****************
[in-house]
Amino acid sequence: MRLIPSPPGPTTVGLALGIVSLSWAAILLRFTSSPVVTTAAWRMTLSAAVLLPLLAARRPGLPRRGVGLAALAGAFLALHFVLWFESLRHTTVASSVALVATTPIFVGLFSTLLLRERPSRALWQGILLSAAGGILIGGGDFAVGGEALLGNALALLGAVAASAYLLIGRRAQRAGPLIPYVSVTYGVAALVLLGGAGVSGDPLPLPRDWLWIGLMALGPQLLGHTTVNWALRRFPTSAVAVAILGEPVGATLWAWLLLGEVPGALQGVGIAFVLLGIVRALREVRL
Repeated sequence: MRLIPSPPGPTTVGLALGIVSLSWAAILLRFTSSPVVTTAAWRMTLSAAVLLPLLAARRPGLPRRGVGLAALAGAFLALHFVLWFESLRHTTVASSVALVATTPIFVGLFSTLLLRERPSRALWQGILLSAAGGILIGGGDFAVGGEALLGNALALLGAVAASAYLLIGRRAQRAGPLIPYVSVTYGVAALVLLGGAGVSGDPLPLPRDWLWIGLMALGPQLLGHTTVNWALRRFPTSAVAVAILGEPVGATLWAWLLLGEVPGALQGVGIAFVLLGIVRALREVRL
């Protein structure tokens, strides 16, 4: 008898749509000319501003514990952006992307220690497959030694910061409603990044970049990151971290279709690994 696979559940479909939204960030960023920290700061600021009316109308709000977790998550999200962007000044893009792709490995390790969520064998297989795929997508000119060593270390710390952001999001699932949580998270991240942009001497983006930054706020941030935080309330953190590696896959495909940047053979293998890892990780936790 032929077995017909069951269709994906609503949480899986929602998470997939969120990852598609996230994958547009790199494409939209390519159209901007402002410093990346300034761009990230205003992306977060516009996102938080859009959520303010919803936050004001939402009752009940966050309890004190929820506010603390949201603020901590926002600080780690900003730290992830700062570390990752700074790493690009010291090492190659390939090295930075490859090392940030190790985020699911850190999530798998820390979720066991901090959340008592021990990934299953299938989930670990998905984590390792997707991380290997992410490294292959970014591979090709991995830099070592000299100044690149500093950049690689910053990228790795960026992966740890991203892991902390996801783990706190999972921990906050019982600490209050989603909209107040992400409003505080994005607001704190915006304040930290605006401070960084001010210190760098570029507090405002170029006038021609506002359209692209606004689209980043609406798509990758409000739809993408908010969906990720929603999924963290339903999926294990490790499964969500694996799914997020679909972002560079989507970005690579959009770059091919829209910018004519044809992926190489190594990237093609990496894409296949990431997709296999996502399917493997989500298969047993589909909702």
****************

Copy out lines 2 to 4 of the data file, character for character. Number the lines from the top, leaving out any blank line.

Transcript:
Amino acid sequence: MRLIPSPPGPTTVGLALGIVSLSWAAILLRFTSSPVVTTAAWRMTLSAAVLLPLLAARRPGLPRRGVGLAALAGAFLALHFVLWFESLRHTTVASSVALVATTPIFVGLFSTLLLRERPSRALWQGILLSAAGGILIGGGDFAVGGEALLGNALALLGAVAASAYLLIGRRAQRAGPLIPYVSVTYGVAALVLLGGAGVSGDPLPLPRDWLWIGLMALGPQLLGHTTVNWALRRFPTSAVAVAILGEPVGATLWAWLLLGEVPGALQGVGIAFVLLGIVRALREVRL
Repeated sequence: MRLIPSPPGPTTVGLALGIVSLSWAAILLRFTSSPVVTTAAWRMTLSAAVLLPLLAARRPGLPRRGVGLAALAGAFLALHFVLWFESLRHTTVASSVALVATTPIFVGLFSTLLLRERPSRALWQGILLSAAGGILIGGGDFAVGGEALLGNALALLGAVAASAYLLIGRRAQRAGPLIPYVSVTYGVAALVLLGGAGVSGDPLPLPRDWLWIGLMALGPQLLGHTTVNWALRRFPTSAVAVAILGEPVGATLWAWLLLGEVPGALQGVGIAFVLLGIVRALREVRL
């Protein structure tokens, strides 16, 4: 008898749509000319501003514990952006992307220690497959030694910061409603990044970049990151971290279709690994 696979559940479909939204960030960023920290700061600021009316109308709000977790998550999200962007000044893009792709490995390790969520064998297989795929997508000119060593270390710390952001999001699932949580998270991240942009001497983006930054706020941030935080309330953190590696896959495909940047053979293998890892990780936790 032929077995017909069951269709994906609503949480899986929602998470997939969120990852598609996230994958547009790199494409939209390519159209901007402002410093990346300034761009990230205003992306977060516009996102938080859009959520303010919803936050004001939402009752009940966050309890004190929820506010603390949201603020901590926002600080780690900003730290992830700062570390990752700074790493690009010291090492190659390939090295930075490859090392940030190790985020699911850190999530798998820390979720066991901090959340008592021990990934299953299938989930670990998905984590390792997707991380290997992410490294292959970014591979090709991995830099070592000299100044690149500093950049690689910053990228790795960026992966740890991203892991902390996801783990706190999972921990906050019982600490209050989603909209107040992400409003505080994005607001704190915006304040930290605006401070960084001010210190760098570029507090405002170029006038021609506002359209692209606004689209980043609406798509990758409000739809993408908010969906990720929603999924963290339903999926294990490790499964969500694996799914997020679909972002560079989507970005690579959009770059091919829209910018004519044809992926190489190594990237093609990496894409296949990431997709296999996502399917493997989500298969047993589909909702």